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Subject: Re: [boost] [unique_ptr] So how is it used differently?
From: Michael Marcin (mike.marcin_at_[hidden])
Date: 2008-12-22 22:56:23

Howard Hinnant wrote:
> On Dec 22, 2008, at 9:10 PM, Michael Marcin wrote:
>> Mathias Gaunard wrote:
>>> Sid Sacek wrote:
>>>> 1) When would I choose unique_ptr<> over auto_ptr<> ?
>>> Always.
>>> auto_ptr is deprecated and is dangerous.
>>> unique_ptr, for example, perfectly works with containers.
>> With containers written to support unique_ptr or with any Container as
>> defined by the standard's concept?
> It will work with containers written to support unique_ptr (or move-only
> types). std-defined C++0X containers will support move-only types.
> std-defined C++03 containers do not.
> The basic advance of unique_ptr over auto_ptr is that with unique_ptr if
> things compile, they will work. With auto_ptr things might compile but
> produce run time errors. So if your container<unique_ptr<A>> compiles,
> then you can use it with confidence. But it will likely not compile if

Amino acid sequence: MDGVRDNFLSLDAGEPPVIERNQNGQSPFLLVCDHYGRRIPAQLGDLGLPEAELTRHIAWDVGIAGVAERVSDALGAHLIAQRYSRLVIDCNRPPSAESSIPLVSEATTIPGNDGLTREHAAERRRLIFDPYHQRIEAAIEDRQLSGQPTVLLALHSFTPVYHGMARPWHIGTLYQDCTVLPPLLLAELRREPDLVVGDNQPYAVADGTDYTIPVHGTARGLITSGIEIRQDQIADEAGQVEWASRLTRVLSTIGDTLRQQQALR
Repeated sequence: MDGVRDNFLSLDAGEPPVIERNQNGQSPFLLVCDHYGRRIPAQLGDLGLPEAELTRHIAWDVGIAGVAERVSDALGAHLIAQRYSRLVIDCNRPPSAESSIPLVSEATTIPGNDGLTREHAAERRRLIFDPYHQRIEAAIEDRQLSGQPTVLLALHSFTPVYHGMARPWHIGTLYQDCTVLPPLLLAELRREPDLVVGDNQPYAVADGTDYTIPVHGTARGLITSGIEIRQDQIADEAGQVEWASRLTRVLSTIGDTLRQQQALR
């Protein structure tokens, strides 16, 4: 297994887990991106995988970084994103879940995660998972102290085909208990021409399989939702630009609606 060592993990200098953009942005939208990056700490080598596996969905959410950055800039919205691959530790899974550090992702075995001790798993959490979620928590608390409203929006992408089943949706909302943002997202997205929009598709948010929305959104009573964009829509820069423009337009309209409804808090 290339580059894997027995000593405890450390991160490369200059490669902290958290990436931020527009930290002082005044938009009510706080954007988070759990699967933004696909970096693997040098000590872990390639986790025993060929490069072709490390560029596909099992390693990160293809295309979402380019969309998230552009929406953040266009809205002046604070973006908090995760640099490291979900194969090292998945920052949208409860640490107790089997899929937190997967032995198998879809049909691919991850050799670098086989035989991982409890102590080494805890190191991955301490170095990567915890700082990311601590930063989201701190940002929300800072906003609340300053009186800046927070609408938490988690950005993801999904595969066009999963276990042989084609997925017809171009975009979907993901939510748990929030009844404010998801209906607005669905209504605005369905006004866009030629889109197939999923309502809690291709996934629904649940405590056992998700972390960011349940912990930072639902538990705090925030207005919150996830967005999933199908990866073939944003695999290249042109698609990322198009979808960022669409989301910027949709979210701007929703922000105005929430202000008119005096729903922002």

> it hasn't been designed to work with move-only types.
> This state of affairs is not nearly as mysterious as it sounds. I'd
> like to lift the veil a little. The reason auto_ptr is prone to produce
> run time errors is because generic code is often written which looks like:
> template <class T>
> void
> foo(T t)
> {
> T t2 = t;
> assert(t2 == t);
> }
> The generic code may not (probably does not) have the explicit assert as
> shown above. But its logic may assume that when it makes a copy, either
> via construction or assignment, that the source and target are
> equivalent after the copy. When T turns out to be an auto_ptr, then
> this assumption is silently broken, and thus the logic of the generic
> algorithm is broken. When T turns out to be a unique_ptr, the copy
> won't compile. Thus the breakage with unique_ptr happens at compile
> time, whereas the breakage with auto_ptr occurs at run time.
> A generic algorithm designed to work with move-only types will avoid
> logic that demands copies. If it needs to, it might /move/ objects
> around instead of copy them around:
> template <class T>
> void
> foo(T t)
> {
> T t2 = std::move(t);
> // no assumption here on the value of t
> }

Sure makes sense but since we don't yet have a generic implementation of
move to use no generic algorithms can really rely on it, right?

This leaves me to believe the only real uses of unique_ptr right now in
C++03 are

1. a more descriptive name than auto_ptr or scoped_ptr for some use cases
2. custom deleter support

Michael Marcin

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